Page:Notes and Queries - Series 9 - Volume 9.djvu/473

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9*8. IX. JUNE 14, 1902.] NOTES AND QUERIES.


THE SONGSTRESSES OF SCOTLAND. A writer in a London literary journal, referring to a new book entitled ' The Spindle Side of Scottish Song,' expresses the belief that Scottish poetesses have not hitherto received special and separate treatment. The subject, he says, "has not yet, I believe, had a volume all to itself." For the information of those interested in the subject, it may here be said that a work of two volumes bound in one, entitled * The Songstresses of Scotland,' and written conjointly by Miss Sarah Tytler and Miss Jane L. Watson, was published by Messrs. Strahan & Co. in 1871. It is not satisfactory in all respects, needing revision in various minutice, as is customary with works on a large and comprehensive scale ; but it dis- plays biographical skill, taste in the art of selection, and a measure of critical accom- plishment. It comprises an account of the life and writings of ten ladies, viz., Lady Grisell Baillie, Jean Adams, Mrs. Cock burn, Jean Elliot, Susanna Blamire, Jean Glover, Elizabeth Hamilton, Lady Anne Barnard, Lady Nairne, and Joanna Baillie. Had the writers included Lady Wardlaw, Isobel Pagan, Mrs. Grant of Carron, and Mrs. Grant of Laggan, their record would have been fairly complete. All are adequately represented in Mr. Grant Wilson's * Poets and Poetr}' of Scotland,' 1877, and Mr. J. Ross's ' Book of Scottish Poems,' 1878. Prof. Veitch includes those that suit his purpose in his admirable

  • Feeling for Nature in Scottish Poetry/ 1887.


DEATH OF THE TRUMPET-MAJOR AT BALA- CLAVA. The death of Trumpet-Major Thomas Monks, of the Inniskilling Dragoons, who sounded the " charge " for the Heavy Brigade at Balaclava, may be worth recording in

  • N. & Q.' For twenty years he had been

trumpet- major of the Shropshire Yeomanry, his total military service amounting to half a century. His death took place at Shrews- bury on 25 May.


1, Rodney Place, Clifton, Bristol.

"CARIBOU." This is the Canadian word for the reindeer. The 'N.E.D.' gives, as its earliest occurrence in English, a quotation dated 1774, but I find the term in use more than a century earlier, in Josselyn's ' New England's Rarities,' 1672, p. 20, as "the Macarib or Caribo, a kind of Deer, as big as a Stag." Popular etymology derives it, I need hardly say incorrectly, from "carre boeuf." The 'N.E D.' describes it vaguely as "probably of native American origin." I have traced it to the Micmac, an aboriginal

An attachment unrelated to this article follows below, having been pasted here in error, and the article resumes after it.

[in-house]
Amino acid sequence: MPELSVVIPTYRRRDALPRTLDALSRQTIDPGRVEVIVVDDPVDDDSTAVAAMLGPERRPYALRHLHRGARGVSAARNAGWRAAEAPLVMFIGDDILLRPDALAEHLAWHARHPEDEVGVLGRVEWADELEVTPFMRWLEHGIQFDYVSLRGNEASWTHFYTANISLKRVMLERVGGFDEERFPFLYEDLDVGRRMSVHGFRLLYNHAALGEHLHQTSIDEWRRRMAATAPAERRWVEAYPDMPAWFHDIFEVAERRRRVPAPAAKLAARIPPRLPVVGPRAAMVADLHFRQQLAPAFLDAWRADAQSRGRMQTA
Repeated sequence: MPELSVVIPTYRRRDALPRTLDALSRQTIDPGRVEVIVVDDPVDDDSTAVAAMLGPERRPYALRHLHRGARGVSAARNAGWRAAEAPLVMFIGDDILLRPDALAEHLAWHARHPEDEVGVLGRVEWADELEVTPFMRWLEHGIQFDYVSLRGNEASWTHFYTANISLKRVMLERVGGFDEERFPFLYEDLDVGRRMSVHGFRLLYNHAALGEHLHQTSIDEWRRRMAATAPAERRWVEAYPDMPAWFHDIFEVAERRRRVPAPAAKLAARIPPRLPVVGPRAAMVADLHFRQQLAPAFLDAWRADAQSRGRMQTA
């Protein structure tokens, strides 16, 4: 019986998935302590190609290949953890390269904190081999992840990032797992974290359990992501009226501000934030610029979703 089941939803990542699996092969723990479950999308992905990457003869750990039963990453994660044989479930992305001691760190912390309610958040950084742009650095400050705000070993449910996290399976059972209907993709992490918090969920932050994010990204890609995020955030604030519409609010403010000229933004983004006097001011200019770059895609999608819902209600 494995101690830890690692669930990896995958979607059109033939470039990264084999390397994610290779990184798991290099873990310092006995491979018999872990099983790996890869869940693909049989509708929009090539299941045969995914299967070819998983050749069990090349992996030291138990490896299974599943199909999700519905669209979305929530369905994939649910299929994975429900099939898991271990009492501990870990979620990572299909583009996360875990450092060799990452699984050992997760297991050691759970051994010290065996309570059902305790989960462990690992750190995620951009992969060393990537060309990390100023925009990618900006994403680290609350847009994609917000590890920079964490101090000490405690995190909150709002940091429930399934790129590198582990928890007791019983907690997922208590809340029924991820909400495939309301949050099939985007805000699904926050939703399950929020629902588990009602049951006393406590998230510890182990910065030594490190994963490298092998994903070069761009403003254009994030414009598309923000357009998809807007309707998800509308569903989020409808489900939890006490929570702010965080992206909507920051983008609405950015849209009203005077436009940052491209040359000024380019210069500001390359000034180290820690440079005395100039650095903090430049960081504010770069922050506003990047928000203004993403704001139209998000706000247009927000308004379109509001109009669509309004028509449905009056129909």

tongue of the group known as Eastern Algonquin. Elizabeth Frame, in her interest- ing booklet * Micmac Names of Nova Scotia,' 1892, p. 8, gives the Micmac spelling as kaleboo, and states that it means "the shoveller, because they shovel up the snow with their broad feet in digging down for the moss on which they feed." These references should be of value if a supplement is pro- jected of Dr. Murray's great work.


THE NEW HOURS OF BUSINESS IN THE HOUSE OF COMMONS. There was noted in *N. & Q.,' 7 th S. v. 205, the fact that the House of Com- mons entered on 27 February, 1888, upon a new phase of its career, the Speaker taking the chair at 3 P.M. and public business begin- ning at 3.30. This may now fairly be supple- mented by the fact that on 5 May last, according to the Times of the following day,

"in the House of Commons the sitting was the first held under the new rule, which fixes 2 o'clock as the hour for meeting. The questions on the notice paper were all disposed of at 10 minutes to 3, and the debate on the Education Bill was begun before the hour struck."


" TIDAL WAVE." The accounts of the terrible disasters in the West Indies have brought this expression again to the front. There is a very wide and almost universal misuse of the term. A wave in the sea created by an earthquake or volcanic action is an "ocean wave," a "sea wave," or a " volcanic wave," but is not a tidal wave. A tidal wave is the wave, and its complementary at the Antipodes, that daily travels round the earth from east to west, caused by the attraction of the moon. To call anything else a tidal wave exhibits a want of scien- tific information in the user. If I dump a boulder from the top of a cliff into the sea, I should be as much justified in calling the commotion thereby created a tidal wave as that made by the shock of an earthquake, &c. The difference is only one of degree, whereas the true tidal wave comes from a cause that is radically and totally distinct. The reason of the misapplication seems to arise from the confusion of the terms sea and tide. In conversation one often hears tide being used where sea is meant.


" GIRAFFINE." In the number of the//arw- ivorth London Magazine for December, 1901. Sir H. H. Johnston, K.C.B., discoverer of the much-discussed okapi, writing upon jus discovery, used the expression " the giramne family." Girajfid might have been more